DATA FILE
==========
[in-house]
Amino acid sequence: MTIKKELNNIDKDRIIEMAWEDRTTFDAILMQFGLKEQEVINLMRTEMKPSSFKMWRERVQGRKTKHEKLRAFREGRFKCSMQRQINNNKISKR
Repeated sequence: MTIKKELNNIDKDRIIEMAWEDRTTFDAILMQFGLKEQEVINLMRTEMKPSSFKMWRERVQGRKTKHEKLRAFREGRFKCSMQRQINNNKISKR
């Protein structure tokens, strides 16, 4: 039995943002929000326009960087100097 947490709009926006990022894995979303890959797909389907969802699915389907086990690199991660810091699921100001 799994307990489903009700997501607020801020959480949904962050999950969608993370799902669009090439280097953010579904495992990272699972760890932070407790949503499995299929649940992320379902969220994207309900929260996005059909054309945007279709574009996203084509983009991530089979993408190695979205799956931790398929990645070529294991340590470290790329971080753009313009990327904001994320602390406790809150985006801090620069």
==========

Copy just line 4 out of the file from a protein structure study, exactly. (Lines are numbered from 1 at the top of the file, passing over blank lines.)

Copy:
């Protein structure tokens, strides 16, 4: 039995943002929000326009960087100097 947490709009926006990022894995979303890959797909389907969802699915389907086990690199991660810091699921100001 799994307990489903009700997501607020801020959480949904962050999950969608993370799902669009090439280097953010579904495992990272699972760890932070407790949503499995299929649940992320379902969220994207309900929260996005059909054309945007279709574009996203084509983009991530089979993408190695979205799956931790398929990645070529294991340590470290790329971080753009313009990327904001994320602390406790809150985006801090620069």